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Native journalist, leader pushes diversity plan

CHICAGO - Karen Lincoln Michel, a member of the Ho-Chunk Nation, has unveiled a new plan aimed at better diversifying top media management to include more minorities, including American Indians, in the nation's newsrooms.

Michel, who has served as president of UNITY: Journalists of Color Inc. for approximately a year and a half, said during remarks at the July 23 opening ceremony of the organization's convention in the Windy City that increased diversity in newsrooms is ''crucial.''

UNITY represents four minority journalist organizations, including the Native American Journalists Association.

''As our nation becomes increasingly diverse, it is essential that we have managers in key positions who understand the nature and the importance of diversity,'' she said in a statement. ''That is true in terms of overall news coverage, as well as in the areas of recruitment, hiring, retention and promotion.''

In an effort to increase the number of journalists of color in executive-level management positions, UNITY, under Michel's vision, launched the new initiative, called ''Ten by 2010: Transforming Journalism Through Diversity Leadership.''

The goal of the program is to have 10 media companies commit to select at least one high-potential manager of color and to promote that employee to a senior management position by midyear 2010. UNITY organizers said participants should receive customized training to help prepare them for specific senior-level positions.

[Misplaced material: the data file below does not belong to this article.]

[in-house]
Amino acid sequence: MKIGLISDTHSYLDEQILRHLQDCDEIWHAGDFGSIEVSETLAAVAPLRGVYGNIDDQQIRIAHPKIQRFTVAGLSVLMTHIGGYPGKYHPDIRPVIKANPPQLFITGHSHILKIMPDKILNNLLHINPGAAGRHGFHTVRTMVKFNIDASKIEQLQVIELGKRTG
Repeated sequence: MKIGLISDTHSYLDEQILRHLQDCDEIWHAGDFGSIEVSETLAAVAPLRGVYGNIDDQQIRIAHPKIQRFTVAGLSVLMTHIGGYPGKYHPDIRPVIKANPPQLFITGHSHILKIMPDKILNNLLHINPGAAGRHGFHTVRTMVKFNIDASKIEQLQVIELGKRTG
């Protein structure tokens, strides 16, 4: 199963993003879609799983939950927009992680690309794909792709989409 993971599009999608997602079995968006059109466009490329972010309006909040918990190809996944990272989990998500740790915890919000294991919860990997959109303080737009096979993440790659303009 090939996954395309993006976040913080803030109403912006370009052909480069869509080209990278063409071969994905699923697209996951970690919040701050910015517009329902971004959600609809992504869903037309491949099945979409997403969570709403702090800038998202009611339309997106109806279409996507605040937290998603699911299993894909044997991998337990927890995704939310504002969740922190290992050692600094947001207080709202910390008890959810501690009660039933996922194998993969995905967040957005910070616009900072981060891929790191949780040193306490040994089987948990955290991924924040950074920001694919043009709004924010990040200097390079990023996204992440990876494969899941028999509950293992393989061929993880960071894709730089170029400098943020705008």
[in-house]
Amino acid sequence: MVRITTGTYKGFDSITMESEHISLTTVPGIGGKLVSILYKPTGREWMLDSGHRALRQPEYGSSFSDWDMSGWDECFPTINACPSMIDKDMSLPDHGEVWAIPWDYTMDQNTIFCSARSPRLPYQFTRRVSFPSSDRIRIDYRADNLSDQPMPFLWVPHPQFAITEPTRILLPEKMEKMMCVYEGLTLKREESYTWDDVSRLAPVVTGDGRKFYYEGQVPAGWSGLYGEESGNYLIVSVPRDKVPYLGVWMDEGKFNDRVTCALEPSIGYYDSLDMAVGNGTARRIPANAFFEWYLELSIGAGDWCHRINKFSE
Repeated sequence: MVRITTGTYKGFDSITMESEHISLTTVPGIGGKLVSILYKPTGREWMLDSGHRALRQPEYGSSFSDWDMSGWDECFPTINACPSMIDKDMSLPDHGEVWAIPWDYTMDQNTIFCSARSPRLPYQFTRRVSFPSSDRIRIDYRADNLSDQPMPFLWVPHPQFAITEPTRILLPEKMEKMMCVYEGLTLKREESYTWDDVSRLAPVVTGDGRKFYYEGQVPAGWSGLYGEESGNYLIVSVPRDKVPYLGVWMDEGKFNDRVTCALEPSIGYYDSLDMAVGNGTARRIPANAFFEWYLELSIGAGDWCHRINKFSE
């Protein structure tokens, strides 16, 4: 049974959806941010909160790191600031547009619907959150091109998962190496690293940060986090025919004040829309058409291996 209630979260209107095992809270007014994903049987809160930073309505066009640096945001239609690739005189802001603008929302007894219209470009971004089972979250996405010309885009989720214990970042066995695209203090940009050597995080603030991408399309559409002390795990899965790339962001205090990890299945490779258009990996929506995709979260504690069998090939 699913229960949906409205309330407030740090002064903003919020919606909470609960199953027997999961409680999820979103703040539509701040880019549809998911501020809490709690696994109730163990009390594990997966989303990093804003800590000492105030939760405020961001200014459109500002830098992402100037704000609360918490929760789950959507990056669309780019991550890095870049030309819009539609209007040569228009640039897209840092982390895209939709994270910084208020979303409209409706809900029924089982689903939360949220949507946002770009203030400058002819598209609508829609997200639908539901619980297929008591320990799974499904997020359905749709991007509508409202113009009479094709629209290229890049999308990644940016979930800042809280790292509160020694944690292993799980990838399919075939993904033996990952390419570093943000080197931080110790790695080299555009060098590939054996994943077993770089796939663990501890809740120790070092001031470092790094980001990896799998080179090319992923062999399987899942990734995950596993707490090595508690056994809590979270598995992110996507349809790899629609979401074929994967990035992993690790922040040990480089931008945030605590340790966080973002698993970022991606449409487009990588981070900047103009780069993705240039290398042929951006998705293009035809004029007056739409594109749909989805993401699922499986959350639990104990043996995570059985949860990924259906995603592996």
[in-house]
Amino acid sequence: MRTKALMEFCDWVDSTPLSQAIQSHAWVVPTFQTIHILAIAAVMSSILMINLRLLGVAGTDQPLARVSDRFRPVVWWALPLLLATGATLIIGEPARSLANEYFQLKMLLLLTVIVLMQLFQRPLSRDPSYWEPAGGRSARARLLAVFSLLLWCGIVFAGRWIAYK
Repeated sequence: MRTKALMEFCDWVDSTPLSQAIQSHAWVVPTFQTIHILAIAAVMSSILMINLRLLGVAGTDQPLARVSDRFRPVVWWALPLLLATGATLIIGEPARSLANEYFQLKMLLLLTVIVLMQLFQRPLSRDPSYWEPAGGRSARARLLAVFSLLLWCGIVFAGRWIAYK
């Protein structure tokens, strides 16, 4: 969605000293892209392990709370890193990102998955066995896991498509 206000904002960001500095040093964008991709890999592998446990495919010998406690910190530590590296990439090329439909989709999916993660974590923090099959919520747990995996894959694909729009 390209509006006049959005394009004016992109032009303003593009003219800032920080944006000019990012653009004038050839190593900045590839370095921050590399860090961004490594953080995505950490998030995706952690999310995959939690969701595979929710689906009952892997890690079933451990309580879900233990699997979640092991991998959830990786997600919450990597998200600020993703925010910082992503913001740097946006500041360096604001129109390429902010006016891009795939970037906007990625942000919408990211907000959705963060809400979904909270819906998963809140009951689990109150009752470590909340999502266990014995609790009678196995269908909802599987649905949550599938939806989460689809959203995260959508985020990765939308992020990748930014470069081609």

As a top journalist at the Green Bay Press-Gazette, Michel said she's seen with her own eyes the quality and depth that diverse voices can bring to media projects of all types. She also noted that more than 50 percent of the population is projected to be people of color in less than a generation, so she believes it's ''unthinkable'' that the nation's news organizations would continue along their current non-diverse pathways.

Two top media companies, Gannett and The New York Times, have already signed on to the UNITY plan.

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Arthur Ochs Sulzberger Jr., chairman of the New York Times Co., said in a taped announcement regarding his company's endeavor that diversity in newsrooms is ''more important than it ever has been.'' He added that his company looks forward to developing stronger stories and media projects by participating in the UNITY program.

Michel thanked both companies for their commitments, and encouraged others to sign up as soon as possible.

Cristina Azocar, president of NAJA and a member of the Upper Mattaponi Tribe of the Powhatan Nation, noted during the opening event that the field of journalism has changed dramatically since the first UNITY convention in 1994.

She called 1968 the beginning of the ''golden age of journalism,'' which saw many more Natives and other people of color begin entering the field.

But since then, she said, a ''backlash began,'' noting that anti-affirmative action laws have gained steam in some states in recent years, negatively affecting efforts to recruit minorities into many educational and professional endeavors.

Azocar said that efforts to diversify journalism have especially suffered as a result of the developments, noting that many news organizations have completely cut out training programs aimed at strengthening the voices of people of color.

''When news organizations remove the people who cover the stories that matter the most to communities of color, our democracy suffers,'' Azocar said to a round of applause from the thousands of minority journalists in attendance at the event.

Still, she said, programs like UNITY's ''Ten by 2010'' program are important developments, and she believes that the future can and will be much brighter.